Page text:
On Indian TV, there is a TATA SKY ad that is currently running that offers new TV channel. This TV Channel will allow the viewer to get ‘darshan’ of their deities in different temples while sitting in their homes. The ad says that having this channel at home would give you ‘acche sanskar’ and this acche sanskar is directly correlated to watching the deities on the television. This mindset is very much in tune with what most Indians believe- that religiosity is very important to be moral.
This ad depicts young and old Indians who are extremely modern in their attire, habits and professions, not your typical saadhus or ascetics who have renounced the material world. Its shows a young boy sporting a goatee and ear stud, a businessman in sophisticated business attire, a modern lady in a beauty parlor, and a young college girl in jeans, they have all embraced tools of modernity, but they show reverence and respect (acche sanskar) because of their religion (in this case it happens to be Hinduism).
It is clear, as Samuel Huntington rightly puts it - most non-Western societies are becoming more religious while embracing tools of modernity with more vigor. This ad only reflects what he has to say.
While I was thinking more about this topic, I came with an observation.
Science usually deals with discoveries, while technology involves inventions (on an exaggerated generalization). Inventions (that is technology) in turn helps scientists to make more discoveries (furthering science) which will in turn fuel more inventions (more technology). So, basically science and technology feed into each other, hence we use the term ‘science and technology’ together. Tough they are used together but they are not same. The fact they are very different comes out more prominently when we bring religion into the picture.
Before I go into that, let’s look at the religion vis-à-vis inventions and discoveries.
Religion easily laps up all inventions and in fact it loves technology. Gurus use technology medium with utmost savvy to reach out to their devotees. TV, SMS, DVD, Walkman, Tape Recorders, Video Cameras, Mobile phones, are used by religion to bring the religious people together, to keep a tab on them, to communicate with them, and to spread their message. Evangelists use TV for promoting their religion and to garner the devotee’s money. Religious terrorists use satellite phones, cryptography, and internet to communicate with each other to carry out their evil designs. Also, you will see that the devotees in very high places use mobile phones and e-mails to carry out their business. Engineers and doctors are actively promoted by the religion. Many religious people embrace technology with utmost ease and vigor without having to understand or appreciate the fundamentals of science.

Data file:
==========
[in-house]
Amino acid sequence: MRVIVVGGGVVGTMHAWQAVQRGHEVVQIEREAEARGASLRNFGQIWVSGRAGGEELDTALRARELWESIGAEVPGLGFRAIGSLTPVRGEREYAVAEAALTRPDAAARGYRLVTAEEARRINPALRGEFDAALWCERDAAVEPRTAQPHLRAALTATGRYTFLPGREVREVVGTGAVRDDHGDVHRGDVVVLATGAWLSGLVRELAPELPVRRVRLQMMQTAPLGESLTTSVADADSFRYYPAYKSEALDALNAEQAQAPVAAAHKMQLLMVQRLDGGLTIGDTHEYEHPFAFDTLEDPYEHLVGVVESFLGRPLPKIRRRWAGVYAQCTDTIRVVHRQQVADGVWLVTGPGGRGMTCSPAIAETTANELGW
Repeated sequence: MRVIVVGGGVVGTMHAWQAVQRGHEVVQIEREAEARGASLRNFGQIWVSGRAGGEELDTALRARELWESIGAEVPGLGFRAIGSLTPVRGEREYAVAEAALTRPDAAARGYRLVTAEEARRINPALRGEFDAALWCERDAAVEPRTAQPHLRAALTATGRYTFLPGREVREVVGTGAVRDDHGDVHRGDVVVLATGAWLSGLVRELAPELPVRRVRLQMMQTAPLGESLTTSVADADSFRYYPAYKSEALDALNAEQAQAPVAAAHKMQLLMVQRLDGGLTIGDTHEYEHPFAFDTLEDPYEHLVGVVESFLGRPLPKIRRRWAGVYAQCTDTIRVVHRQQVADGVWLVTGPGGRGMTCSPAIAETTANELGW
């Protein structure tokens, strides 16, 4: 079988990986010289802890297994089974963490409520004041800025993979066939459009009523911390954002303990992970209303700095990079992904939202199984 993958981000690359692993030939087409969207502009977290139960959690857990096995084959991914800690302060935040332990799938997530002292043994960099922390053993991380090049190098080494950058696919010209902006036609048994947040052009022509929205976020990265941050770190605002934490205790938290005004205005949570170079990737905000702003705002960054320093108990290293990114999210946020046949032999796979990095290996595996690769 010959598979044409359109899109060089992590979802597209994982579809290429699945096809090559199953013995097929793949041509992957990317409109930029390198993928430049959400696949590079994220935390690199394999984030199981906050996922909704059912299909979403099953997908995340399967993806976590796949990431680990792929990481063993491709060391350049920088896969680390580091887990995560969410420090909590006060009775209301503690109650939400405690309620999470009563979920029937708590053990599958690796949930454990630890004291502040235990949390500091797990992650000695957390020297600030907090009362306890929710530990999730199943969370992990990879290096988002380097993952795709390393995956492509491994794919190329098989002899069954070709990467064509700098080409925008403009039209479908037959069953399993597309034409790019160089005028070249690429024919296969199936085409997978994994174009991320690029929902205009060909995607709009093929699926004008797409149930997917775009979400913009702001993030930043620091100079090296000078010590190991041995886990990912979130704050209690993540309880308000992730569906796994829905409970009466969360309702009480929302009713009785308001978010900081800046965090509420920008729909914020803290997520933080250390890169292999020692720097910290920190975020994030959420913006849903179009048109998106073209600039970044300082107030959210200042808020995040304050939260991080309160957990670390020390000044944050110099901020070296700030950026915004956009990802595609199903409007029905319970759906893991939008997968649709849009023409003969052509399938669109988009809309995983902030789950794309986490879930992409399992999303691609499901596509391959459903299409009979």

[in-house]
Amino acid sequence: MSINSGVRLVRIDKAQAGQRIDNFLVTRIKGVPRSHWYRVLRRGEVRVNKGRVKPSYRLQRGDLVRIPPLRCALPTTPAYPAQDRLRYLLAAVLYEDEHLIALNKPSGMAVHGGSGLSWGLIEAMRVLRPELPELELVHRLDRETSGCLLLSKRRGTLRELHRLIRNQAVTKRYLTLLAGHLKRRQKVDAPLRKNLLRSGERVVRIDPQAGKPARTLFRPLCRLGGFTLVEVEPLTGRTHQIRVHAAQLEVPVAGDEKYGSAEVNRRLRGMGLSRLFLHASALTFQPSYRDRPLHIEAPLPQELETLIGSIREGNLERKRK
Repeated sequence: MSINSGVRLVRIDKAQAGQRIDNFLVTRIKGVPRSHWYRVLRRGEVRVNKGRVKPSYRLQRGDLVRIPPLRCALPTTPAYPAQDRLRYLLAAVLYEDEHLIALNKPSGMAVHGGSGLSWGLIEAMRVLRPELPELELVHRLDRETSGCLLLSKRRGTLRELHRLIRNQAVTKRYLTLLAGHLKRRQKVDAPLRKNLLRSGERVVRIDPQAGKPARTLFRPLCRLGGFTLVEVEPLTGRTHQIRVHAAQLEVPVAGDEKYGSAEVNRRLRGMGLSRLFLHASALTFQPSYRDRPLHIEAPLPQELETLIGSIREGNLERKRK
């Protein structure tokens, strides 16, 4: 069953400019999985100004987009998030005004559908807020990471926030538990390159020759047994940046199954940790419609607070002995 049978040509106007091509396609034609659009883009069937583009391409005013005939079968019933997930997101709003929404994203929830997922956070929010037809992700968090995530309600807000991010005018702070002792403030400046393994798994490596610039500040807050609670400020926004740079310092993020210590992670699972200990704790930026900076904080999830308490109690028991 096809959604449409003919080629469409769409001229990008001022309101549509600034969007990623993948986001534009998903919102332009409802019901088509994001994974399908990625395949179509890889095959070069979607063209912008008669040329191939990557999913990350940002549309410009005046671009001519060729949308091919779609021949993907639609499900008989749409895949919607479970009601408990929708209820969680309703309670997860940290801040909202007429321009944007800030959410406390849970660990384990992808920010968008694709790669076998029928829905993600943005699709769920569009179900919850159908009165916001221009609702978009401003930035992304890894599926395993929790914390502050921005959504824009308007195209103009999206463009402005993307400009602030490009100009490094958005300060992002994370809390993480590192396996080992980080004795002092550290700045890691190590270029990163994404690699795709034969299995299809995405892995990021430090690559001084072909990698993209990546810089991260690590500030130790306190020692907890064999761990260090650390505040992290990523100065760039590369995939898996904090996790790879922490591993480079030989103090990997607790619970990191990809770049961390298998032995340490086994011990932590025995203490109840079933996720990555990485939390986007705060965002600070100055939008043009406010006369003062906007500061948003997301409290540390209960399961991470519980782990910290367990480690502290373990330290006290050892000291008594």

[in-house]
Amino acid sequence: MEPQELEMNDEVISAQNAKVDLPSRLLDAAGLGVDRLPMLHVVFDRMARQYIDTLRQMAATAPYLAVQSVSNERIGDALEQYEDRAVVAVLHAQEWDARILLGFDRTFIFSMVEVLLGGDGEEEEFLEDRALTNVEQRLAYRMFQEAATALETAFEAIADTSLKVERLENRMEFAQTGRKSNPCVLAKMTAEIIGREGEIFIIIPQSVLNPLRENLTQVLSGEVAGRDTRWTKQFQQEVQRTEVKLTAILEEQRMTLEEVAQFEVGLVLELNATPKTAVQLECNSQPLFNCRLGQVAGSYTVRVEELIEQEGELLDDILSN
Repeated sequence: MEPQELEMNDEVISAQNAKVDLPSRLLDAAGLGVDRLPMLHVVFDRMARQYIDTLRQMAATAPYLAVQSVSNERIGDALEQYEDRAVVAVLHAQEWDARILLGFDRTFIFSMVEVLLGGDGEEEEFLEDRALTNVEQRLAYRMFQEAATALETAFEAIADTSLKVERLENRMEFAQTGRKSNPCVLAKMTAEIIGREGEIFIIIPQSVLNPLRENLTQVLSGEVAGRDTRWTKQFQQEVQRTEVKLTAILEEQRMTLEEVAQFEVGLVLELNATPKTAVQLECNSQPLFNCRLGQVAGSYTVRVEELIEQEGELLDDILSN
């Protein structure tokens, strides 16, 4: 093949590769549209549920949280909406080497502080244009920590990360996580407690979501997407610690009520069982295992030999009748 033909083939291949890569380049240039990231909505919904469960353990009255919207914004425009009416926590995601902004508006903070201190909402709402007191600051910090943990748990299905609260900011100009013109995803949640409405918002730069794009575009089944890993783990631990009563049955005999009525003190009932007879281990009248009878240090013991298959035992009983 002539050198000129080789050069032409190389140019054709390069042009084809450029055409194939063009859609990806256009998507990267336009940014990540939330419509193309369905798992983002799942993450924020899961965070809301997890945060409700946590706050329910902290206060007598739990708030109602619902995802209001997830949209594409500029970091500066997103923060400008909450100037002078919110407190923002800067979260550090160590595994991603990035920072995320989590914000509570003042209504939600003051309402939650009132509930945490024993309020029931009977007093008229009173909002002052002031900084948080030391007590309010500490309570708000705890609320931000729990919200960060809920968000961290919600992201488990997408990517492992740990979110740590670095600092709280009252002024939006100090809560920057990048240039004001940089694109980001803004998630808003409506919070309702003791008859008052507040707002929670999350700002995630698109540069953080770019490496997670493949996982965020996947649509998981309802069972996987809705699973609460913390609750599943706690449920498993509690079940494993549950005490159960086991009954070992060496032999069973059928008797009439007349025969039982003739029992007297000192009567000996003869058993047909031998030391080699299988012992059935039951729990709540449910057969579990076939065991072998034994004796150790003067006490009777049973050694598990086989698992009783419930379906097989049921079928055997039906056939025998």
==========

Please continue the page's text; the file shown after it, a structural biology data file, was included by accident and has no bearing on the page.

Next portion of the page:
However religion abhors science. That’s because science enters the realm and domain that is dominated by blind belief. Where science enters, it shines light on the darkness of orthodoxy and superstition. Science dispels myths, stories, lies, and other conundrums concocted to fool ignorant people. It talks about origin of universe which was always a domain in which religion dominated for many centuries. Science explains away nature with a set of easily understood laws while religion likes to keep it mysterious and complicated. Most religions on the planet abhor science - some do it pronouncedly while some do it mildly.
Religion’s attitude towards inventions is a welcoming one while it shuns discoveries. If I were to put it in crude way, religion promotes inventions while it discourages discoveries. Religion invents all the time – of instances of human interventions that become divine, invents stories and fables, invents lies to tie those stories and fables into one consistent story, and so on. So, basically religious people are quite ready to embrace inventions (technology) but are quite averse to discovering anything (science).
While religions and religious people are ready to embrace the byproducts of science that come as a tools of technology, they continue to have skeptical view of science and scientists. This is prominently seen in developing world which have tasted the material benefits of technology without having to toil for it.